Monday, August 11, 2008

A retreat at Namalundu

Wednesday 6th August

Today I acted as tour guide to show some of the Team HATW around the hospital. As usual I managed to find out new things and see things I hadn't previously seen. The Ultrasound scanner was very impressive – not what I remember – but apparently it has been in the hospital for 3 years.

Yesterday the hospital stores had a nearly new computer installed to enable them to revisit the database I developed in 2004 – 6. All I have to do now is recover the database!

I have also provided a copy of the database for the Pharmacy who apparently have also been given a new computer in order to make use of it.

This evening power was off most of the evening so I decided to make a coleslaw salad and anticipate a steak sandwich when power came back. The timing of the power returning was perfect and in 5 – 10 mins the steak was ready to join the coleslaw.

Sunday 10th August

I returned from Namalundu this afternoon. Namalundu is very close to the Kafue Gorge which is where a lot of the electricity for Zambia comes from and where because of 'improvement works' we are suffering excessive 'load shedding'! I was told the the kafue river is now dry for a few miles because all of the water is being directed into a tunnel that takes it to the turbines.

However, I wasn't on a sightseeing trip but on a retreat. For those not familiar with this activity, it is an opportunity to take some time out from the general routine (or strain) of daily life and reflect on our journey in life. I had felt a real need for such time, so was delighted to be invited to join the nurses in their retreat.

The place is almost 200 km from Monze and surrounded by hills – unlike Monze. We travelled with Fr. Rodgers in his pick-up and I found a spot in the open rear of the vehicle. As usual I failed to get the hang of the timing. We were due to arrive by 17 hrs so we planned to leave at 16hrs. We left at 16.40 and had to pick someone up 'en-route' (though I was surprised when we headed a good number of kilometres along the Lochinvar Road.) Having failed to find our passenger we returned to Monze and picked her up from home. We set off again at 17.40 – by this time I suspected we were unlikely to be there in time!! In fact it was approaching 21hrs when we reached our destination.

We were of course welcomed with a hot meal (It can get a little chilly in the back of a pick-up at night – especially with the unseasonably cold weather we are currently experiencing.) The weekend was just what I needed. It allowed me to recall so many times when I have felt the touch of my God. On the first evening the resident priest told us that they often had monkeys around the area. In fact they had a problem with the building that we used as a dining room. The roof was thatched with grass – which he said was in fact the best material because it kept the place warm in the cold weather and cool in the hot season. However, the monkeys invented a game where they used the roof as a slide and slid off the roof on their bottoms. This they enjoyed immensely – but unfortunately the roof couldn't cope and after many repairs the game was ended by replacing the roof with 'iron sheets'. Having heard this tale I was keen to get a glimpse of these guys! However, I kept getting the message 'If it's God's will you'll see them at the appropriate time'. So as I was about to reflect on what I would take away from the weekend and thinking about trusting in God they appeared!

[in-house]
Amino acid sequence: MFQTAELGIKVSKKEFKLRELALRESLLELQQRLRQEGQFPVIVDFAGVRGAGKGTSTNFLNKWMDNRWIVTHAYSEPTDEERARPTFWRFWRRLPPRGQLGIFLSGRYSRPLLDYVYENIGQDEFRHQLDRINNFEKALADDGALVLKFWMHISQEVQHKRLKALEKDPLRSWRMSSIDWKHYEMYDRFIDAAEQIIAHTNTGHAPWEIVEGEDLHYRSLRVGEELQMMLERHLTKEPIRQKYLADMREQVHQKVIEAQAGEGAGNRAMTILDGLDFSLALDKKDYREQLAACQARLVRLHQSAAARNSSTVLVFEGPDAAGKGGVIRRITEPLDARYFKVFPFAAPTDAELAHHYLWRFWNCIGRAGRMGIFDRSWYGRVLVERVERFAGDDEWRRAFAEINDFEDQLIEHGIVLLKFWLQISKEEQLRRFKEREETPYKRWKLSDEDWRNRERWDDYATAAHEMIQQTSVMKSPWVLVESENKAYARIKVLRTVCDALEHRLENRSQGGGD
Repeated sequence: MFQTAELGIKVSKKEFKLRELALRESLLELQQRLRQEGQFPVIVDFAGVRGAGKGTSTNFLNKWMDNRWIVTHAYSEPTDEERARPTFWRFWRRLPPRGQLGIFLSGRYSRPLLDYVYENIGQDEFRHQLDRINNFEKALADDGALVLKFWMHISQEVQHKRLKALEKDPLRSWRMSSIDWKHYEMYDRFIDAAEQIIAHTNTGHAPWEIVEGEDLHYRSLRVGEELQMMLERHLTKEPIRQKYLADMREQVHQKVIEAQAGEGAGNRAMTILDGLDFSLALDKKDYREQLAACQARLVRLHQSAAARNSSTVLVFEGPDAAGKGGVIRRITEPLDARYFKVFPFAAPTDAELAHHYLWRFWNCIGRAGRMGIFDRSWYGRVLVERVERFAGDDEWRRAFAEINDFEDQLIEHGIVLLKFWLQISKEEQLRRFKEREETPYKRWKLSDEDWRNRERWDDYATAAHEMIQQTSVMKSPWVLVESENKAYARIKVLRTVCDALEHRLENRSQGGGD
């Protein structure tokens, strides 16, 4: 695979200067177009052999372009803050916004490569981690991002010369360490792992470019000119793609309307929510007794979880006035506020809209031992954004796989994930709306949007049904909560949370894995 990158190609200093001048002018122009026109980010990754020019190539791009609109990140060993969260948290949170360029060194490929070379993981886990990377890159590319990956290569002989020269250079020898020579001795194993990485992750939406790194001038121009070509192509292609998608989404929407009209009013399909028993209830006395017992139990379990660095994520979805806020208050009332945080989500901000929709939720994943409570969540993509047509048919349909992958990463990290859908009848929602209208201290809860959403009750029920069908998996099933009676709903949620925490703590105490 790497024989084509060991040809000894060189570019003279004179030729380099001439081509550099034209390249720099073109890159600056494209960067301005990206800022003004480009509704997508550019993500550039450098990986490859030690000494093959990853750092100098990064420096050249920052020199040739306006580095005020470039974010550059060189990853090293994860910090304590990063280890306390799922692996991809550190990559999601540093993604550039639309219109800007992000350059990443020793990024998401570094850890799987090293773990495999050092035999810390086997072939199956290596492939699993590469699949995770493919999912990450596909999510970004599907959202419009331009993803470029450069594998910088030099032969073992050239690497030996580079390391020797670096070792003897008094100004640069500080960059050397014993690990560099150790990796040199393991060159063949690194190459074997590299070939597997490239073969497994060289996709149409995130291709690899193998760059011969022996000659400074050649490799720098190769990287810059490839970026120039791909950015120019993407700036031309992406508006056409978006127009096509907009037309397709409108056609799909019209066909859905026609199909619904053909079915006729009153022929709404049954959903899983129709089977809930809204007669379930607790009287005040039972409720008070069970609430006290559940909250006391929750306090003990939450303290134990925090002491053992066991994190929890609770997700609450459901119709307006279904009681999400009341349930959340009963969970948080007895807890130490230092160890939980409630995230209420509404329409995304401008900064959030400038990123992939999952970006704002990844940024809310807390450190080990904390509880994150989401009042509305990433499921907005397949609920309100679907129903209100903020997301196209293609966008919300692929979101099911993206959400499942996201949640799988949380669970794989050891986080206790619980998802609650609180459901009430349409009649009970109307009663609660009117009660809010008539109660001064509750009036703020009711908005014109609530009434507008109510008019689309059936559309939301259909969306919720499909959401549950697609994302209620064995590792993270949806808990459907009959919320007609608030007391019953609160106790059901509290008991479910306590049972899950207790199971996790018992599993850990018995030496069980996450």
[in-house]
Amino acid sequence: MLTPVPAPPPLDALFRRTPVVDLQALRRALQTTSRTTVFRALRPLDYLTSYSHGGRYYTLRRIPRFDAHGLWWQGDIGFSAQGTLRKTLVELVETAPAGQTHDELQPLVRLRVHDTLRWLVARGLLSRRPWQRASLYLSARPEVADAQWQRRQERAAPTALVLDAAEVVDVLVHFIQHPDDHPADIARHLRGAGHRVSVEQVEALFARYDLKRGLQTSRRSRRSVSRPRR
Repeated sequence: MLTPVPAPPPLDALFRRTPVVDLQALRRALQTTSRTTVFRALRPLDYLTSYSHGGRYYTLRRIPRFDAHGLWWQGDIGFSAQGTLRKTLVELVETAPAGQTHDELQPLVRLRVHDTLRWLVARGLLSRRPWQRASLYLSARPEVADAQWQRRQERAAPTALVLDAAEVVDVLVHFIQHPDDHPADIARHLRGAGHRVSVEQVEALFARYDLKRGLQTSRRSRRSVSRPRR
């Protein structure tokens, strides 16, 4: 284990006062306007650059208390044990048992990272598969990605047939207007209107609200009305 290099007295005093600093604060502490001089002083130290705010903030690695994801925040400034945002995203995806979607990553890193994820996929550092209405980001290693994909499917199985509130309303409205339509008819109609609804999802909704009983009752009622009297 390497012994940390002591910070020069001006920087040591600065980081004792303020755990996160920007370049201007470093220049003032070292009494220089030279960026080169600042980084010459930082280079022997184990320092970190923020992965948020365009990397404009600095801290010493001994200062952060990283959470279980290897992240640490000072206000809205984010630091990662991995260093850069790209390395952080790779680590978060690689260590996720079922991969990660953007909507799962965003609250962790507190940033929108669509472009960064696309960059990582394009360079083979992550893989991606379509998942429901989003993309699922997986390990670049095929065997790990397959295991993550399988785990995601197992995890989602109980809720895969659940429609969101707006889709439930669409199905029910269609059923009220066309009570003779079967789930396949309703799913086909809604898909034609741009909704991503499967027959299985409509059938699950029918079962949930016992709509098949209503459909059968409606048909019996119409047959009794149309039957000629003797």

It was a great privilege to be accepted into the small group that comprised 10 of us including our chaplain and a one-year old! Retreat such as these are often times when people share deep and personal issues. This is hard enough among people you know but with a relative stranger and someone from a very different culture I imagine it could be a major issue. Anyway I felt accepted by the group and I hope that others gained from my presence as I did from theirs.

Thursday and Friday passed very fast at the hospital. I did a fair bit of running around to try to arrange a few things in relation to the Maluba project and the Team – including another tour. Thursday's tour was in marked contrast to Wednesday's – it wasn't helped by the fact that there was a funeral for the mother of one of the nurses, so most of the staff were unavailable to guide us around the departments and wards. Here funerals are very important and it isn't just close family who will attend.

On Thursday morning I succeeded to extract the latest version of the Stock Control system from the old computer and load it onto the new Stores computer and also update the one in the Pharmacy. So with luck and some hard work the systems could be up and running before I leave this year.

Best Wishes


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